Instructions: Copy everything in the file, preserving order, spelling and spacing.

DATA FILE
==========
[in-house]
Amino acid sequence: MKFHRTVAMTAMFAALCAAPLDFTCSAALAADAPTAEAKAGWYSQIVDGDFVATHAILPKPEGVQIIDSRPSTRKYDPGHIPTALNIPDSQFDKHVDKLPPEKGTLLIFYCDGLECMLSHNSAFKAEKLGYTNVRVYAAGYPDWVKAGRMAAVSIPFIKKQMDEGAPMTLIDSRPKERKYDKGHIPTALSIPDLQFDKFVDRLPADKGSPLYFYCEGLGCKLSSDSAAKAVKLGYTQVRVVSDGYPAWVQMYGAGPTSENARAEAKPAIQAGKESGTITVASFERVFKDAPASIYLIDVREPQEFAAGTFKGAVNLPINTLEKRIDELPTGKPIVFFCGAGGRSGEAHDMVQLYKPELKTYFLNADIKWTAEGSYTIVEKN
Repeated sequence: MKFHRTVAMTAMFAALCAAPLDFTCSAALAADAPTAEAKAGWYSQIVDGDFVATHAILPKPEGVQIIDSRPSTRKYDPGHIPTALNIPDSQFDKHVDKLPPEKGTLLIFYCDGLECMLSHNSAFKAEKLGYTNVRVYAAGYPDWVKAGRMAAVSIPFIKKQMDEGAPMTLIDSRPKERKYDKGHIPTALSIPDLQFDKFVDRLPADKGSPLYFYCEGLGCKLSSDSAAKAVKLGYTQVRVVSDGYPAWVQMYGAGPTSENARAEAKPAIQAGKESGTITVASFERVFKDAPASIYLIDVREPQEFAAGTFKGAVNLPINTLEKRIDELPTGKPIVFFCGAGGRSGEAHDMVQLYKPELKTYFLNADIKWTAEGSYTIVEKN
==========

[in-house]
Amino acid sequence: MKFHRTVAMTAMFAALCAAPLDFTCSAALAADAPTAEAKAGWYSQIVDGDFVATHAILPKPEGVQIIDSRPSTRKYDPGHIPTALNIPDSQFDKHVDKLPPEKGTLLIFYCDGLECMLSHNSAFKAEKLGYTNVRVYAAGYPDWVKAGRMAAVSIPFIKKQMDEGAPMTLIDSRPKERKYDKGHIPTALSIPDLQFDKFVDRLPADKGSPLYFYCEGLGCKLSSDSAAKAVKLGYTQVRVVSDGYPAWVQMYGAGPTSENARAEAKPAIQAGKESGTITVASFERVFKDAPASIYLIDVREPQEFAAGTFKGAVNLPINTLEKRIDELPTGKPIVFFCGAGGRSGEAHDMVQLYKPELKTYFLNADIKWTAEGSYTIVEKN
Repeated sequence: MKFHRTVAMTAMFAALCAAPLDFTCSAALAADAPTAEAKAGWYSQIVDGDFVATHAILPKPEGVQIIDSRPSTRKYDPGHIPTALNIPDSQFDKHVDKLPPEKGTLLIFYCDGLECMLSHNSAFKAEKLGYTNVRVYAAGYPDWVKAGRMAAVSIPFIKKQMDEGAPMTLIDSRPKERKYDKGHIPTALSIPDLQFDKFVDRLPADKGSPLYFYCEGLGCKLSSDSAAKAVKLGYTQVRVVSDGYPAWVQMYGAGPTSENARAEAKPAIQAGKESGTITVASFERVFKDAPASIYLIDVREPQEFAAGTFKGAVNLPINTLEKRIDELPTGKPIVFFCGAGGRSGEAHDMVQLYKPELKTYFLNADIKWTAEGSYTIVEKN